Parkinson's disease may not greatly disrupt your life. But for most people, the
disease becomes more disabling over time. Home treatment can help you adjust as
the disease progresses and help you stay independent for as long as possible.
The quality of your life may depend in part on
your ability to continue working, take care of a home, care for your family, and
remain independent. You may need adaptive devices such as canes or walkers as the disease progresses.
It is possible that the main title of the report Parkinson's Disease is not the name you expected. Please check the synonyms listing to find the alternate name(s) and disorder subdivision(s) covered by this report.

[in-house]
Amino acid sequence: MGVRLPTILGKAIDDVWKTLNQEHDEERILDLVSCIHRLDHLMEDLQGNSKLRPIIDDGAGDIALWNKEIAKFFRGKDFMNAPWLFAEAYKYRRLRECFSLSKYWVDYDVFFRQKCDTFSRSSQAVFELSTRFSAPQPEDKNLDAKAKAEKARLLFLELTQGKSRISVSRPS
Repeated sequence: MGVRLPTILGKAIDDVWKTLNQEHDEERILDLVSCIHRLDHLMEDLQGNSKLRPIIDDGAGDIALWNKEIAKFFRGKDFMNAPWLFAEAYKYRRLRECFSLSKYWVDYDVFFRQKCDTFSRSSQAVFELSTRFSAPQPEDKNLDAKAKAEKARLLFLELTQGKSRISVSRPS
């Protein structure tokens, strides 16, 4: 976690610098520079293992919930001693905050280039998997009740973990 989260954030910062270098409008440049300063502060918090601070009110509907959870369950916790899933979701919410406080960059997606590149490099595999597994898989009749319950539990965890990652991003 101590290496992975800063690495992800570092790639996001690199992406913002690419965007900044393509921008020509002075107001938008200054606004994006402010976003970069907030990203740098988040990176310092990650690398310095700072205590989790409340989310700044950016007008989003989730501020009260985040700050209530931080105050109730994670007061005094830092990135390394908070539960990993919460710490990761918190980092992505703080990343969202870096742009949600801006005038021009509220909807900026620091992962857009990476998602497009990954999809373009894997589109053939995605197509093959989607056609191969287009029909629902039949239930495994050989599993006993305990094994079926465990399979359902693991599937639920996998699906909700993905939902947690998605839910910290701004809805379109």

Dealing with sexual function problems.
Talk to your doctor about your specific issues. He or she may be
able to suggest a change in your treatment, such as a change in your medicine
Dealing with depression. If you are
feeling sad or depressed, ask a friend or family member for help. If these
feelings don't go away, or if they get worse, talk to your doctor. He or she
may be able to suggest someone for you to talk to or give you medicine that
dementia. Dementia is common late in Parkinson's
disease. Symptoms may include confusion and memory loss. If you or a family
member notice that you are confused a lot or have trouble thinking clearly,
talk to your doctor. There are medicines that can help dementia in people with
WebMD Medical Reference from Healthwise
December 03, 2010
This information is not intended to replace the advice of a doctor.
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